What a difference a generation makes! In the 1980s, America championed free trade, while China’s doors were closed to foreign investment. In an ironic twist, China has emerged as the guardian of globalization, while US President Donald Trump endorses tariffs and protectionism. At the 2017 World Economic Forum, President Xi Jinping defends globalization while acknowledging its flaws. Peppering his speech with ancient Chinese wisdom and metaphors, Xi offers a to-do list – rather than a how-to list – for improving globalization. Yet he outlines his desired path, which includes plans to open China’s protected industries to foreign investment.
Today’s world is one of “contradictions.” While wealth is expanding and science and technology are advancing, rising inequality, conflict and poverty have led to global instability. Though many blame globalization for this upheaval, it isn’t the source of all the world’s problems. For example, warfare, not globalization, triggered the refugee crisis, and greed and inadequate regulatory oversight sparked the global financial crunch. Alas, “economic globalization is a double-edged sword.” When the global economy shrinks, there is less wealth to share among all people. But instead of recoiling from it, nations must identify globalization’s flaws and work together to make it more inclusive and sustainable.
“Economic globalization was once viewed as the treasure cave found by Ali Baba in The Arabian Nights, but it has now become the Pandora’s box in the eyes of many.”
“It is true that economic globalization created new problems, but this is no justification to write economic globalization off completely. Rather, we should adapt to and guide economic globalization, cushion its negative impact, and deliver its benefits to all countries and all nations.”
An economic recovery has yet to transpire, due to a dearth of “driving forces for global growth”; a worldwide economic governance model that excludes developing nations, which account for 80% of growth; and “uneven global development” that has led to a situation whereby the top 1% is richer than the other 99%. To address those failings, world leaders must promote an “innovation-driven growth model”; form partnerships that benefit all people; allow all nations to participate equally in economic governance; and cultivate a fair and broad development model that focuses on social equality, justice and the environment.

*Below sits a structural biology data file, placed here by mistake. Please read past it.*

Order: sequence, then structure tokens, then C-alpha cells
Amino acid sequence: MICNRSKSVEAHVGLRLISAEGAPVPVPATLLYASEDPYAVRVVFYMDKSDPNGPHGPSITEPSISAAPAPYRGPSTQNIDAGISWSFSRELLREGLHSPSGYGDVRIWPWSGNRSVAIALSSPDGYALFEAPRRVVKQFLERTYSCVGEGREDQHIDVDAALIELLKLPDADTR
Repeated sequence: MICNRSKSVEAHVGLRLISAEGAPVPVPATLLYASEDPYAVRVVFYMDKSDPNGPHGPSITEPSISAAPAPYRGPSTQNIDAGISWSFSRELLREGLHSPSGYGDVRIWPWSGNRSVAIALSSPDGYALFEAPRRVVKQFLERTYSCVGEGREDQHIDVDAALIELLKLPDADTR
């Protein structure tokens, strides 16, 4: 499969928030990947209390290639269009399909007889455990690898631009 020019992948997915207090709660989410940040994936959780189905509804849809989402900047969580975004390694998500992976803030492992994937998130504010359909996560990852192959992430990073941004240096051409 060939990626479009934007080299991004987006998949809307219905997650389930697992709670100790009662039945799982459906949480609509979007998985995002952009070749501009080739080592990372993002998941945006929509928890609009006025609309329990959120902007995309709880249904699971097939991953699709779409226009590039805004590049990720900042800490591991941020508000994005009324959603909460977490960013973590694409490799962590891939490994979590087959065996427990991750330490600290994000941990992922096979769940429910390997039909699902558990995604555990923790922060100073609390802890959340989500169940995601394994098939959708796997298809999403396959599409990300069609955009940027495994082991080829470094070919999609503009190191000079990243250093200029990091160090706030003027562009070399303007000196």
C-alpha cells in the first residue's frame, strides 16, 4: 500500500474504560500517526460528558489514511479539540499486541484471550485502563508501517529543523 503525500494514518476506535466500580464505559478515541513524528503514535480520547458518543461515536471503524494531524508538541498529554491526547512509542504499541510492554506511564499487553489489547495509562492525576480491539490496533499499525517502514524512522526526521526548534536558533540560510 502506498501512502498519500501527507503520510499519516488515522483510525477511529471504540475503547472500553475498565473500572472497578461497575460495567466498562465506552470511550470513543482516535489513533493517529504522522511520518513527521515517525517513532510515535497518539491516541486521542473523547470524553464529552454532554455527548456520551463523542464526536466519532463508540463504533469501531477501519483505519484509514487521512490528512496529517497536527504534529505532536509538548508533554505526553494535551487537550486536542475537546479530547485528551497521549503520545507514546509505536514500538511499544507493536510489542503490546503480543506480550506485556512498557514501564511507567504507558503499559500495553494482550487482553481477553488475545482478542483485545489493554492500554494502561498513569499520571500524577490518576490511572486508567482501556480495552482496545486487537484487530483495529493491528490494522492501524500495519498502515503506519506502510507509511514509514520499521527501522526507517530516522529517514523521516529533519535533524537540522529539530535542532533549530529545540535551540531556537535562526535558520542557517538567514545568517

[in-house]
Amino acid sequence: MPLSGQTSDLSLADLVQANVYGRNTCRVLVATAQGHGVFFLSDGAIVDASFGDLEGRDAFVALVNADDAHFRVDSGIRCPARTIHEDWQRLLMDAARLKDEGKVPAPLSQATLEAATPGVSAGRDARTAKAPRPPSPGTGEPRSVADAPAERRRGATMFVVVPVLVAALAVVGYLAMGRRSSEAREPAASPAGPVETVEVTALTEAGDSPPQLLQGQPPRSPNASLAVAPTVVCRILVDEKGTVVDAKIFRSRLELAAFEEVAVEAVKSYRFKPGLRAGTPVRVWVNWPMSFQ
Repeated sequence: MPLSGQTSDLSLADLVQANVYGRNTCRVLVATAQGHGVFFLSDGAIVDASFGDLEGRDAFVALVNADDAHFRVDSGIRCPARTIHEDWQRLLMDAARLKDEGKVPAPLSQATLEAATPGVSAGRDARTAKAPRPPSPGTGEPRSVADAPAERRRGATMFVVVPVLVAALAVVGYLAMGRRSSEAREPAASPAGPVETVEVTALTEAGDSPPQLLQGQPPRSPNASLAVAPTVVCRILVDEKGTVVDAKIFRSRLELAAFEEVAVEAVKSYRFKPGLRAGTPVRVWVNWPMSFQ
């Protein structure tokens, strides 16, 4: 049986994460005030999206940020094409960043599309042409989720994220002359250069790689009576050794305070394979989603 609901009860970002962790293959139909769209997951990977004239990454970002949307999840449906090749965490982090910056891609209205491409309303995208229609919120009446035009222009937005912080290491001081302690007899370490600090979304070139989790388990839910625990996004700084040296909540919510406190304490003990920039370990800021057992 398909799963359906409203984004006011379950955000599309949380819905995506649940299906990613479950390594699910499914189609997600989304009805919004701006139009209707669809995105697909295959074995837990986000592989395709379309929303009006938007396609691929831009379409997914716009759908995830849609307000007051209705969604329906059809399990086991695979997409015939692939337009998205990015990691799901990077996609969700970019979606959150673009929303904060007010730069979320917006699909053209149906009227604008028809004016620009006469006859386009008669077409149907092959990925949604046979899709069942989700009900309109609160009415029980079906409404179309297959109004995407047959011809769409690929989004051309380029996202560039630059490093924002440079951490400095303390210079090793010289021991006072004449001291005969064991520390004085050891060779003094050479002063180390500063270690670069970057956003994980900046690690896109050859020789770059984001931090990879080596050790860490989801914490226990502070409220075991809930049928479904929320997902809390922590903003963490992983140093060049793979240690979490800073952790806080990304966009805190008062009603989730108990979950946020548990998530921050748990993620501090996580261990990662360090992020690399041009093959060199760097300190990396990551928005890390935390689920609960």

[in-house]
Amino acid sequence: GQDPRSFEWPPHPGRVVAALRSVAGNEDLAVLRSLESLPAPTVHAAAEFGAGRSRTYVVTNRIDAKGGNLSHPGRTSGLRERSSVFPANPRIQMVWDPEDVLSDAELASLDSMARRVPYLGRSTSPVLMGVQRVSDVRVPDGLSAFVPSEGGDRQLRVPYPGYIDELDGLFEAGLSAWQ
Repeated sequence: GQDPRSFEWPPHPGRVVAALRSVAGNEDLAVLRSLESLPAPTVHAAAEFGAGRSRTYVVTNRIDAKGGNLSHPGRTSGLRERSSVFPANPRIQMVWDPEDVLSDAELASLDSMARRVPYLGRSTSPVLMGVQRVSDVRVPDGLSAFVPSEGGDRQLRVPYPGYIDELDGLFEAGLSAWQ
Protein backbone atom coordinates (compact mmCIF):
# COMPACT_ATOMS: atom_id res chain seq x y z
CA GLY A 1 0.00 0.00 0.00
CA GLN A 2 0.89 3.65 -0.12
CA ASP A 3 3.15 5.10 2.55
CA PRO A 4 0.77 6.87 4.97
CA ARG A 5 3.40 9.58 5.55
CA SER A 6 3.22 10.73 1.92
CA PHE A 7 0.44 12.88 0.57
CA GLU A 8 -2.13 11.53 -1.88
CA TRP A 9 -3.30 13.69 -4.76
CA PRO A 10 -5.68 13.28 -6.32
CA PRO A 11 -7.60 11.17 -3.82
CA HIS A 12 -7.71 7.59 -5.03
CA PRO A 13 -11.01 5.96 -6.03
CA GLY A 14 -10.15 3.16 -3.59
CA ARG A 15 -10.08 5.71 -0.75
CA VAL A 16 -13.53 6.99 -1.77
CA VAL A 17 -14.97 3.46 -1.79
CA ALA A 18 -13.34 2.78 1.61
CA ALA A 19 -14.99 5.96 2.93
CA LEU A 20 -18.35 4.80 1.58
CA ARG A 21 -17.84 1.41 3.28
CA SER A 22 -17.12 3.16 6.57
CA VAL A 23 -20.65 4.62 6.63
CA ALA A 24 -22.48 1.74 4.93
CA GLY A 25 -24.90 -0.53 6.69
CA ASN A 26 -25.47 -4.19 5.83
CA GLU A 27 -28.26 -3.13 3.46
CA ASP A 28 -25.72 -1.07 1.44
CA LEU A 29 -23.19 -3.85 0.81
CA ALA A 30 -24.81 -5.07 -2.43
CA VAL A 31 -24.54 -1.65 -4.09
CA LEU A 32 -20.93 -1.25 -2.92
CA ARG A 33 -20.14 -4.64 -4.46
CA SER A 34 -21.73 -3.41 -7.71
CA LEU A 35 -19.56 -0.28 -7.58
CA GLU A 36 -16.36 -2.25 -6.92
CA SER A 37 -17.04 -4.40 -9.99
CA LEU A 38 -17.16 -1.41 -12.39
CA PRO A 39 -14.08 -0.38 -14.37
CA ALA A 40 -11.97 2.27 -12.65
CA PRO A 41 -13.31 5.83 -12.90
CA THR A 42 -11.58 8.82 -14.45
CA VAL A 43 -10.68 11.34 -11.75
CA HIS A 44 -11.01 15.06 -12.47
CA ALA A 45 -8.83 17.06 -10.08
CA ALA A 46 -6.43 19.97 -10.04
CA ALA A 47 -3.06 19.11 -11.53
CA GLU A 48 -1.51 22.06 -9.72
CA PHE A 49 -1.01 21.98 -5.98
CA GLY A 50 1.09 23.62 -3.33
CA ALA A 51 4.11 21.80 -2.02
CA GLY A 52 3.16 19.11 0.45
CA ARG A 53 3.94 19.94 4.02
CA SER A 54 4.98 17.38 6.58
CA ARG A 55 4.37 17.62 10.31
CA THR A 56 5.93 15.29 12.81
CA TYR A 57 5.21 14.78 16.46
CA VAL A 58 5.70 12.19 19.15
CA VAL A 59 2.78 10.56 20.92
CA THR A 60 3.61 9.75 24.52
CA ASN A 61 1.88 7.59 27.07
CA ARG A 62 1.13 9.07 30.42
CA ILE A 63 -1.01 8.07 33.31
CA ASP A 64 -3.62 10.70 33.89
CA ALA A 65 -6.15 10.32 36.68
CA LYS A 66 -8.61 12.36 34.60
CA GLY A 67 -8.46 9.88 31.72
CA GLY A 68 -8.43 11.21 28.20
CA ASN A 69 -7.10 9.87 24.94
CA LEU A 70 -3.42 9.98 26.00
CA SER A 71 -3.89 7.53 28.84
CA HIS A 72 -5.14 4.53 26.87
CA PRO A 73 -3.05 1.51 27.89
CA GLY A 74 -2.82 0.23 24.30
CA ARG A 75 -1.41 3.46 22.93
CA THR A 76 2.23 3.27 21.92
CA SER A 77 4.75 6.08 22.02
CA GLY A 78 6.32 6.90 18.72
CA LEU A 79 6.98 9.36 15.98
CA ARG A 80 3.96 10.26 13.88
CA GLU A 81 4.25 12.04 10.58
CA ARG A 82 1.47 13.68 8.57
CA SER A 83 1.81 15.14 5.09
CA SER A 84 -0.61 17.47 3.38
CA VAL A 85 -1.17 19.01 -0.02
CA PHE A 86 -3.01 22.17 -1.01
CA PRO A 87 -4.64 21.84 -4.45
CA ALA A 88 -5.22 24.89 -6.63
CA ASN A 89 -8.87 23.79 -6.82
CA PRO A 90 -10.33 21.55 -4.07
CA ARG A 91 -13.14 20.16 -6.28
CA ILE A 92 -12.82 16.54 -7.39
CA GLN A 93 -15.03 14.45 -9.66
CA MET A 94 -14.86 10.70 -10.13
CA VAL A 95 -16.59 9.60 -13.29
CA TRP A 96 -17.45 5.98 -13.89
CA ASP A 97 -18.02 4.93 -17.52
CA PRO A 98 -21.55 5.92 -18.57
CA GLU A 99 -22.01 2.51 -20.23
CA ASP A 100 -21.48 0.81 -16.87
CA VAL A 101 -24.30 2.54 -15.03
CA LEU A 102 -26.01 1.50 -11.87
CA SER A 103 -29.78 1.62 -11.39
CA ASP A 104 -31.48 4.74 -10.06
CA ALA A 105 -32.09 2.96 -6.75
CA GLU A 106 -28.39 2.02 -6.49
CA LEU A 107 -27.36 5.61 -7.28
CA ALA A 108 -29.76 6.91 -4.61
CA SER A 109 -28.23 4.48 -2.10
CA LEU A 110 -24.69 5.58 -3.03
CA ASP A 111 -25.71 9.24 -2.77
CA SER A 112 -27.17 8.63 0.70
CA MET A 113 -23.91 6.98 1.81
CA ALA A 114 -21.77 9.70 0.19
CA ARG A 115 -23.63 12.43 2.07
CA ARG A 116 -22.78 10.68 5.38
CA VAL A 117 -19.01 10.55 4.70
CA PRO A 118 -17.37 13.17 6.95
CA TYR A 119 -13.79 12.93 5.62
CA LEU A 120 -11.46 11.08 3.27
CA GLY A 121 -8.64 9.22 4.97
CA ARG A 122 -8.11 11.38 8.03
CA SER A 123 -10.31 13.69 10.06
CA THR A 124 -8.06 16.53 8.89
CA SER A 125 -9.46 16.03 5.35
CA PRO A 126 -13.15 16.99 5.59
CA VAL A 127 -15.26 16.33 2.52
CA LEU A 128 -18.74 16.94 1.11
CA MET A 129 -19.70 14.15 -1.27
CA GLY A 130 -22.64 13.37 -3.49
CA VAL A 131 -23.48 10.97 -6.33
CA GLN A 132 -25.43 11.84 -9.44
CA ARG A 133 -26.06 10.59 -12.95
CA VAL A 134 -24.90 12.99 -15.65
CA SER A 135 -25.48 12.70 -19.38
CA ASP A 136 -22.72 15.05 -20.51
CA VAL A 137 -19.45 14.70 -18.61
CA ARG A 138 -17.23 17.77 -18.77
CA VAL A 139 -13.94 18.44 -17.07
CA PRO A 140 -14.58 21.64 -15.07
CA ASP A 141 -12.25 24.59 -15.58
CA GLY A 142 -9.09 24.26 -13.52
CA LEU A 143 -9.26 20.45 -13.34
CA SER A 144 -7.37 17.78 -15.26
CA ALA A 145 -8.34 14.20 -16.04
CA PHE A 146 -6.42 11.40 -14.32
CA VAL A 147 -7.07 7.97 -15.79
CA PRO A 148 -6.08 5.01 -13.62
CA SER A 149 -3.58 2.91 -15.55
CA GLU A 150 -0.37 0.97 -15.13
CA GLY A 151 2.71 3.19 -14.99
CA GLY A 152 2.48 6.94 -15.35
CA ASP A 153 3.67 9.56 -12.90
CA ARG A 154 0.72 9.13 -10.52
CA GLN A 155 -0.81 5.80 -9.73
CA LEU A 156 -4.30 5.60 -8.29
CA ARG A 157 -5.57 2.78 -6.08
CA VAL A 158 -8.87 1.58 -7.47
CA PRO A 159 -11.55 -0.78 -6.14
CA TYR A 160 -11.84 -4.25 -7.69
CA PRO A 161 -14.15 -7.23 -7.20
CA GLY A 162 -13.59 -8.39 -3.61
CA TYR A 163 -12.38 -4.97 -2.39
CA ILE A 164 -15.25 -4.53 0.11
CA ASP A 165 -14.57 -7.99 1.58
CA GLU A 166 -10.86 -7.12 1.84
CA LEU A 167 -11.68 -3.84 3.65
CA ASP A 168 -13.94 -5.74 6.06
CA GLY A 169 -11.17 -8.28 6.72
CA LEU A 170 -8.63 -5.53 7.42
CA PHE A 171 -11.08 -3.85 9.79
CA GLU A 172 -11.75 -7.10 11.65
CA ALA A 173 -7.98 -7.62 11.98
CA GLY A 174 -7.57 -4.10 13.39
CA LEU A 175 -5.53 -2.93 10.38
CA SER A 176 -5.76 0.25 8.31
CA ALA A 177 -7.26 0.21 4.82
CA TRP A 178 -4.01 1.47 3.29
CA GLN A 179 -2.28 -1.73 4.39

“Pursuing protectionism is like locking oneself in a dark room. While wind and rain may be kept outside, that dark room will also block light and air. No one will emerge as a winner in a trade war.”
China’s progress since the onset of reforms in 1978 is proof that globalization works. China’s model follows a “people-oriented development philosophy” that has pulled more than 700 million citizens out of abject poverty; embraces reform and innovation; and strives for open, comprehensive development. This approach, though unique to China, may provide opportunities for other nations. It has allowed China not only to profit from globalization but to contribute to it. For example, since 1978, China has welcomed more than $1.7 trillion in foreign investment and invested more than $1.2 trillion overseas. While 2016 GDP growth is likely to be 6.7%, the Chinese economy performs more efficiently than during the era of double-digit growth. Personal consumption and services are now the major contributors to growth. China is committed to pursuing development and innovation, deepening reforms, expanding market access for foreigners, strengthening property rights, attracting and extending overseas investment, and building win-win free trade partnerships.